Thursday, November 6, 2008

Lessons Learned: Fear, Tyranny and a Reason to Hope

I had hoped that my post election day entry would be one of triumph and celebration. But alas, we lost. And even though I am excited about Obama's victory, it feels a bit hollow to me. It is so ironic that on the same day we elected our first black president, many states in our country also voted to eliminate the civil rights of gay people, effectively relegating them to the "back of the bus". Obama's election was a huge step forward. But as a nation, we have taken two steps back.

These last couple of weeks have been quite interesting, and I've learned a great deal. On the personal side, I've learned that it feels good to take a stand and speak out. I've learned that there are many people--both in and out of religion--who think like I do. And I've learned that there are many who think I'm on Satan's payroll. I've also learned that you cannot argue with people who believe God is on their side. God is the trump card and logic doesn't stand a chance.

But perhaps the most important thing I've learned is the truth behind FDR's statement: "The only thing we have to fear is fear itself." As I reflect on how Prop 8 went from being significantly behind in the polls only a couple of months ago to a win on Tuesday, it's clear that it was due to a well orchestrated campaign to propagate fear (that and quite a bit of money). Bertrand Russell said, “Neither a man nor a crowd nor a nation can be trusted to act humanely or to think sanely under the influence of a great fear.” The strategist behind Prop 8's ad campaign obviously understood this all too well. I keep thinking about the civil rights movement in the 60s and the fear-inducing rhetoric that its opponents spewed forth. A local Memphis paper reported that MLK's famous "I Am A Man" march brought "unleashed animalistic destruction" from "Africa's bush country" to Memphis. It seems crazy 50 years later, but consider what an organization called the Traditional Values Coalition states on their website: that the real agenda behind same-sex marriage is to find "a way of destroying the concept of marriage altogether-and of introducing polygamy and polyamory (group sex) as 'families'". It's no wonder people are so afraid...that even scares me!! I feel confident that had Prop 8 been defeated, in five years we would have looked back and seen how unsubstantiated these fears were. Field trips to same-sex weddings would not have become mandatory; churches would not have been forced to marry gay people; and (addressing what is probably the biggest fear) kids would not start "turning" gay in record numbers. While there may be valid reasons to resist social change, I just don't believe fear is one of them.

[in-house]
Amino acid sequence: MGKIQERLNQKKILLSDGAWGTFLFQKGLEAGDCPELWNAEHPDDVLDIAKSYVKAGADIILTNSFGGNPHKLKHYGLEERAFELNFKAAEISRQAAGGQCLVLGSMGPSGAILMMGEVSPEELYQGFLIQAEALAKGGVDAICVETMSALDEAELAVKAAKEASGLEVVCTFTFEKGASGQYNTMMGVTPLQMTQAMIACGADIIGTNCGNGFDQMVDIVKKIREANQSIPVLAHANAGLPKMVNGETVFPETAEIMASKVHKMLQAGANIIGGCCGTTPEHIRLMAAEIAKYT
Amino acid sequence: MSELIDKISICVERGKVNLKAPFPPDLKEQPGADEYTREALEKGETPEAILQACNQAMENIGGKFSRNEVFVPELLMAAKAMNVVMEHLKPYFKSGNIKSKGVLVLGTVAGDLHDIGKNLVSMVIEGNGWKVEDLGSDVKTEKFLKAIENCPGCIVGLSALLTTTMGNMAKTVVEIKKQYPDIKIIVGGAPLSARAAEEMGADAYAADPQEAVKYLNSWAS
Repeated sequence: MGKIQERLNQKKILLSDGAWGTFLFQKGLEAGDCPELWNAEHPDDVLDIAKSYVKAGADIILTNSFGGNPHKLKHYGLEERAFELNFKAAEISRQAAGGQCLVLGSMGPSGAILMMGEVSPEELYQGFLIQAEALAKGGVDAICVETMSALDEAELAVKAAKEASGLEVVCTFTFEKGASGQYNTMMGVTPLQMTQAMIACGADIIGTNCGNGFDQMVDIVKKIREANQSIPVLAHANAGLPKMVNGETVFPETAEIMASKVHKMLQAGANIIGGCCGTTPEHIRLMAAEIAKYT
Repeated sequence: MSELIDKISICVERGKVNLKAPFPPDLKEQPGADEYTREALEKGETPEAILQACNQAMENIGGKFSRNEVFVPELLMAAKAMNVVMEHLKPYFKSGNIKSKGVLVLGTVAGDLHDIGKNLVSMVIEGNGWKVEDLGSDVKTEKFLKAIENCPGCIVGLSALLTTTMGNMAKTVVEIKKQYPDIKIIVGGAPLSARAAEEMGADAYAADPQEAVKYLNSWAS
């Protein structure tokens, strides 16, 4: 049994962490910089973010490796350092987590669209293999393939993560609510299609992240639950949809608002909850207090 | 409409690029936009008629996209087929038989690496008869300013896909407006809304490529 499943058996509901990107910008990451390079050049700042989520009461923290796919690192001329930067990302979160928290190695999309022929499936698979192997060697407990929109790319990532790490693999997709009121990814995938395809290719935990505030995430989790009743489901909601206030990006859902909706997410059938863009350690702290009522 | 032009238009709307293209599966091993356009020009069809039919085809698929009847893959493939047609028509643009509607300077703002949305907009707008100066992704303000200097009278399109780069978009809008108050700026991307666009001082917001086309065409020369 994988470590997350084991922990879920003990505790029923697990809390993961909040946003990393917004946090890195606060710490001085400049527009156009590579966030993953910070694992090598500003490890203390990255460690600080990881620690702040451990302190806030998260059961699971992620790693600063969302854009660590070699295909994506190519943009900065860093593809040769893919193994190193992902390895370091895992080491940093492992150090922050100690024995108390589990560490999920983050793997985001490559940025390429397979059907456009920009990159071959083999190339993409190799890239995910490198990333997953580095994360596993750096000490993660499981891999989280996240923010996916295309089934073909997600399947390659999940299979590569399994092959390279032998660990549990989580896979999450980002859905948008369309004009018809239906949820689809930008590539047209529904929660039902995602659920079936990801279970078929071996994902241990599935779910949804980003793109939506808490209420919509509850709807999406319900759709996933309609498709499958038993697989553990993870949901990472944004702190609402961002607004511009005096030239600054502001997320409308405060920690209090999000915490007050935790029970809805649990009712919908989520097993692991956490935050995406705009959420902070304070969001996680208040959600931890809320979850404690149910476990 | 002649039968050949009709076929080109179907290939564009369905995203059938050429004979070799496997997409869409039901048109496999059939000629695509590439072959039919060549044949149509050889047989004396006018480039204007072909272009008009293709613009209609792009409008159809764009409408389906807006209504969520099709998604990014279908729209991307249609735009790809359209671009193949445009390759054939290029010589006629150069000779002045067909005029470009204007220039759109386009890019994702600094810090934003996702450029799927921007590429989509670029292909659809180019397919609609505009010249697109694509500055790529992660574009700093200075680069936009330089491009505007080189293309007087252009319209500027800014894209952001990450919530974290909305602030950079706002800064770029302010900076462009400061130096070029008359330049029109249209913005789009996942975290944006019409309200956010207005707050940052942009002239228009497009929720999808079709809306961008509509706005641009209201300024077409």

Another lesson I've learned is that, at least in the state of California, it is possible for the "tyranny of the majority" to go unchecked. Because Prop 8 was put on the ballot as an amendment to the constitution, the state supreme court cannot overturn it. John Stuart Mill's famous essay on liberty talks about the "tyranny of the majority" and the threat that it poses to our freedom:

"Society can and does execute its own mandates; and if it issues wrong mandates instead of right, or any mandates at all in things with which it ought not to meddle, it practices a social tyranny more formidable than many kinds of political oppression, since, though not usually upheld by such extreme penalties, it leaves fewer means of escape, penetrating much more deeply into the details of life, and enslaving the soul itself. Protection, therefore, against the tyranny of the magistrate is not enough; there needs protection also against the tyranny of the prevailing opinion and feeling, against the tendency of society to impose, by other means than civil penalties, its own ideas and practices as rules of conduct on those who dissent from them."

I would ask then, what is protecting us from the tyranny of the current "prevailing opinion and feeling" that gay people are not entitled to the same rights as the rest of us? I thought it was the CA Supreme Court. I am confounded by the fact that our constitution was amended with only 52% of the vote. Just because the majority thinks something is right, doesn't make it so, and there are countless examples in history to prove it. Hitler's tyrannical regime is the first to come to mind. He was elected by the majority...and then he went on to kill six million jews with their support. Californians may not be killing gays, but they are stripping away their constitutional rights and destroying their families. If this isn't tyranny, I don't know what is.